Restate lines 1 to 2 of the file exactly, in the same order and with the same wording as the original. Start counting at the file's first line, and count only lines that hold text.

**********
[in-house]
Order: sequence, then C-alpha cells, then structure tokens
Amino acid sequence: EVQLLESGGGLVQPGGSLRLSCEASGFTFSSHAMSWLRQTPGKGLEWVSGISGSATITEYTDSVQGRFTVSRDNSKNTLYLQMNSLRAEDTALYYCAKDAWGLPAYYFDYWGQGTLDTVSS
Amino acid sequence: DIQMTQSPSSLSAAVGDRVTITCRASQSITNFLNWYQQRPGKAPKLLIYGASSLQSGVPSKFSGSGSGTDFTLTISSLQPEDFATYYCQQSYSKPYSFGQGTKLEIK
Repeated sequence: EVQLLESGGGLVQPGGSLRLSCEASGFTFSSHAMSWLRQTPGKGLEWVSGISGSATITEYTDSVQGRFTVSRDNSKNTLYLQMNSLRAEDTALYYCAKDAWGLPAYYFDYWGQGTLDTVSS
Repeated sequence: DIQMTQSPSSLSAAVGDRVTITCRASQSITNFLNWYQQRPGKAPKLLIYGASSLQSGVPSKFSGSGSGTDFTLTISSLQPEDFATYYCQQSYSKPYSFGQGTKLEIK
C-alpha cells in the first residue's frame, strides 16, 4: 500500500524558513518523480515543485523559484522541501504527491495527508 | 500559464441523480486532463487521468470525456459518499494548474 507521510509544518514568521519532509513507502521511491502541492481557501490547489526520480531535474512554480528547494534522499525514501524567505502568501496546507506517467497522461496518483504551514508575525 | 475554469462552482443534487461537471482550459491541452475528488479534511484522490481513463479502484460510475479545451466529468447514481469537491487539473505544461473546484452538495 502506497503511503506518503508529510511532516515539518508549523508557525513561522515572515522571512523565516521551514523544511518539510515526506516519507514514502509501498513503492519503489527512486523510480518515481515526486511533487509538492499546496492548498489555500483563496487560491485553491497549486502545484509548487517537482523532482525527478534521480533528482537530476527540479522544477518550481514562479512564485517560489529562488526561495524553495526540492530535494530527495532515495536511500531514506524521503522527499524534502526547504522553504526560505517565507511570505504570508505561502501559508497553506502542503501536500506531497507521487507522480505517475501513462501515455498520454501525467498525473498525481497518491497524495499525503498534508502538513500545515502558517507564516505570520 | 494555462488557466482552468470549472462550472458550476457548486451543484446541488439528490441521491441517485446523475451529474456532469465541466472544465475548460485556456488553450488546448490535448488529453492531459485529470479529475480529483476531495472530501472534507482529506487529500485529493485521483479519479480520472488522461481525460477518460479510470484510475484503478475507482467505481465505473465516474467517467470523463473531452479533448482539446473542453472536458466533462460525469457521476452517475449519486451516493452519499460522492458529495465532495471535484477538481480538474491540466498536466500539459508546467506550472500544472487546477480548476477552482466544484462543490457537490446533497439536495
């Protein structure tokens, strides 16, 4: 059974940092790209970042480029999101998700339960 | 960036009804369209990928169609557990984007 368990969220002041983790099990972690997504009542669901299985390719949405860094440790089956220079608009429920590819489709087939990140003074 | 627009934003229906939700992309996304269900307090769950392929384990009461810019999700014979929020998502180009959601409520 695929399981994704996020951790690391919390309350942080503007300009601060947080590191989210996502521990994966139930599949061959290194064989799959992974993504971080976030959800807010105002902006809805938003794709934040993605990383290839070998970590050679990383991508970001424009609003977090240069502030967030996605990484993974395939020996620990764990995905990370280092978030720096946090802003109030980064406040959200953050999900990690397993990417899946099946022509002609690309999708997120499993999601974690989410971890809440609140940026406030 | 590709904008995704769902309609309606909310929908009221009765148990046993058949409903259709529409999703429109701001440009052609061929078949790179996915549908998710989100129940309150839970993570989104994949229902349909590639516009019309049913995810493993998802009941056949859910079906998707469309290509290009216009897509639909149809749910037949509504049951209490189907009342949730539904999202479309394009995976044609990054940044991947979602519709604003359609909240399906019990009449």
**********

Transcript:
[in-house]
Order: sequence, then C-alpha cells, then structure tokens